A litigated divorce typically costs several thousand dollars. An average cost of a full-scope divorce with a lawyer in the U.S. is $7,000. In addition, you will likely pay for the discovery process, child custody evaluation, property appraising, etc.
In contrast, mediation costs are much lower. The average mediator’s fees are around $100-$500 per hour. If the spouses are willing to resolve their disputes quickly, they won’t need many hours of mediation and can decide whether to involve other professionals.
A litigated divorce may take approximately 12 months. Sometimes, the process extends to several years, depending on the level of conflict and complexity of the issues.
In mediation, the spouses control the timing and can proceed faster or take more time to discuss important issues. The fewer conflicts between the couples, the less time the mediation will take.
Litigated divorce doesn’t provide much privacy. Filing a petition or a complaint to start a divorce puts all your statements and accusations on public records accessible to anyone.
On the other hand, mediation is a confidential process where you and your spouse make all decisions privately rather than during a public proceeding. Any discussions and emotions are kept confidential.
The court will decide on your children’s custody and visitation in divorce litigation. However, the lawyers and judges are strangers to your family’s situation and dynamics and, therefore, do not always order what’s best for you and your children.
Mediation, on the other hand, gives you more freedom to make the decisions that you believe are beneficial to your children and ensure their safety and well-being.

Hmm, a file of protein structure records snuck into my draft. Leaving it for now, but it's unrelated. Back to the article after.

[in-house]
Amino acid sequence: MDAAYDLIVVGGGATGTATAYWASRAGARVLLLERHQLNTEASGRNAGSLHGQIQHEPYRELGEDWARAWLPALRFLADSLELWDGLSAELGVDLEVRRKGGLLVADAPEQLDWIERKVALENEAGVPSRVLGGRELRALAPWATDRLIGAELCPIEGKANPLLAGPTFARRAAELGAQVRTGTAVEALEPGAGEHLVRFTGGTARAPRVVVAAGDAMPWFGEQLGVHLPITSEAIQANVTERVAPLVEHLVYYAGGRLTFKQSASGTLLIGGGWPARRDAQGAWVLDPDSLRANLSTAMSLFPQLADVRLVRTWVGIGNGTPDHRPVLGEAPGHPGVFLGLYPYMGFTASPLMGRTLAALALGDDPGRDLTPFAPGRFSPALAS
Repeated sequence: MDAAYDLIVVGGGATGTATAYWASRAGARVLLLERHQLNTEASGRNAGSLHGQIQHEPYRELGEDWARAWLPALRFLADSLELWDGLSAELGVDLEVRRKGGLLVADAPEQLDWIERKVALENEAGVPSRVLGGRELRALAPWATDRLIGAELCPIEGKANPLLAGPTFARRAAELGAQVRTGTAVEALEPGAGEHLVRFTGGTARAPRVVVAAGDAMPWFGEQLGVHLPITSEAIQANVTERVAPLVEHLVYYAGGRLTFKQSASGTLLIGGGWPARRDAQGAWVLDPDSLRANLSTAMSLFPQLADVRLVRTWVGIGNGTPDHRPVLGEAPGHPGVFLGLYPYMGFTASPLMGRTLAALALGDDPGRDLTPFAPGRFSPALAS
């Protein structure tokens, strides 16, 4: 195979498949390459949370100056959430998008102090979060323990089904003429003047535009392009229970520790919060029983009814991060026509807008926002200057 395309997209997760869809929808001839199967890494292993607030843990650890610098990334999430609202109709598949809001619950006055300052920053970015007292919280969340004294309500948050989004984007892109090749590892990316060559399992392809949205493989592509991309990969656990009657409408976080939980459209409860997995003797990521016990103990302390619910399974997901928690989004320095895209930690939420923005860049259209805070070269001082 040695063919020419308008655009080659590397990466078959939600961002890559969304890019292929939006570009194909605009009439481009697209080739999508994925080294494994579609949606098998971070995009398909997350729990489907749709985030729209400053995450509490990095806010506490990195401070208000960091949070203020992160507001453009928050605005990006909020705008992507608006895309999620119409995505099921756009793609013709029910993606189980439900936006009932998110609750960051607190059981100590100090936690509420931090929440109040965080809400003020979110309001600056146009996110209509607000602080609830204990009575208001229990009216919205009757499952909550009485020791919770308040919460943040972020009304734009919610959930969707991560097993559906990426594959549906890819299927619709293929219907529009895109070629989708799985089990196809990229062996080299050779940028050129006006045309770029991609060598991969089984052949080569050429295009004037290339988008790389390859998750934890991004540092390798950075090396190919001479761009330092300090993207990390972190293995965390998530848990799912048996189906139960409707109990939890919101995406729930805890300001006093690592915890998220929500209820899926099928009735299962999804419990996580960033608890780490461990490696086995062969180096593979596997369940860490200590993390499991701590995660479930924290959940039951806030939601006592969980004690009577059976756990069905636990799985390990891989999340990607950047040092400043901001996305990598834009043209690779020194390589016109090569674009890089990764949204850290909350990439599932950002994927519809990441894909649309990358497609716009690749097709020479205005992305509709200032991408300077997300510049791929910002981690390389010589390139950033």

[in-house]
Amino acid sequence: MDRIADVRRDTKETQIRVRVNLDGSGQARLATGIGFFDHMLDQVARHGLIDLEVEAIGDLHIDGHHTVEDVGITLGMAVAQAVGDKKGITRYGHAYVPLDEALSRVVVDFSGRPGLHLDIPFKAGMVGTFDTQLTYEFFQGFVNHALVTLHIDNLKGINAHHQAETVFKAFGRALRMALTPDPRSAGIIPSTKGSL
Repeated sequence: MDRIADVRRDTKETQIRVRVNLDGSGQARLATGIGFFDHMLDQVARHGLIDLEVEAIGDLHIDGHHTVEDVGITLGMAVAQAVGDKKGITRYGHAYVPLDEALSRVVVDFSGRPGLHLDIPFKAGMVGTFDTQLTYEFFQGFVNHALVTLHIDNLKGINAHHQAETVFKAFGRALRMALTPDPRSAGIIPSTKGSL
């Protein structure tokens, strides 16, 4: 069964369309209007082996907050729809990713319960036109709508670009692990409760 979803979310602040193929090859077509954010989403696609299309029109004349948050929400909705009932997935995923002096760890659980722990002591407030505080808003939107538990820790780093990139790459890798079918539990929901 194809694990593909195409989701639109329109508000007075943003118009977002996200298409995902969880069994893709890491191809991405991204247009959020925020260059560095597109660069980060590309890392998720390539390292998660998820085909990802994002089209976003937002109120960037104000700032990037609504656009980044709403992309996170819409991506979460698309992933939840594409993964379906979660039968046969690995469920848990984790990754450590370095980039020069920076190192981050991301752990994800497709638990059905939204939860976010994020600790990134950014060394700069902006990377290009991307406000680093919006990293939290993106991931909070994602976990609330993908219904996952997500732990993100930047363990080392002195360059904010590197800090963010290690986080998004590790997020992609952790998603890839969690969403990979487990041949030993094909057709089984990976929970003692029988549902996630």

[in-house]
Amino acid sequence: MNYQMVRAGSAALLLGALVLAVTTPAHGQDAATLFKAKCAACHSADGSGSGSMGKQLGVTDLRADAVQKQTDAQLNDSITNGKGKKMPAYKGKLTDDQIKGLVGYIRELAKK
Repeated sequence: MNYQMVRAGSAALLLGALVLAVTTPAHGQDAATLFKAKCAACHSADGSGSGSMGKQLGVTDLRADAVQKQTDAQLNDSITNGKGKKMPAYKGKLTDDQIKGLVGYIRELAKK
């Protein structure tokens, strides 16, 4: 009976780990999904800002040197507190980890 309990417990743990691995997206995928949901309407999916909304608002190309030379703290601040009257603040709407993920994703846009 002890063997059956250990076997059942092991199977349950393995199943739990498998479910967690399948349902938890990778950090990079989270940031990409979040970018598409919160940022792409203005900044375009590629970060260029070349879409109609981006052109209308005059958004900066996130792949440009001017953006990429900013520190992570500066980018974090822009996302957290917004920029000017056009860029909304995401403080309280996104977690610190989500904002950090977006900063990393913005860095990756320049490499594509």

Determining if divorce mediation suits you and your family requires considering your unique circumstances and several factors influencing divorce.
Mediation may be right for you if:
At the same time, mediation is not always the best choice for all couples. If you fear that your spouse may force you into an unfavorable agreement during the mediation by using threats or blackmail, opt for another divorce method, such as litigation.
Choosing between divorce mediation and litigation is a matter of analyzing your situation and priorities. Mediation is a cost-effective and low-conflict way to end a marriage, allowing you to control the divorce outcome. Mediation is the right choice if you believe you can manage your emotions to resolve your divorce quickly and less stressfully.
However, if your divorce includes complex issues and controversial disputes over property and children, you may require lawyers and court involvement.
However, even litigated divorces sometimes settle before the final hearing. Therefore, couples going to court may still benefit from attempting to agree on some issues through negotiation before proceeding to court.
Natalie Maximets is a certified life transformation coach at Online Divorce. She is a published author focused on the most progressive solutions in the field of Psychology. Natalie helps people go through fundamental life challenges, such as divorce, and build an entirely new life by reframing their personal narrative.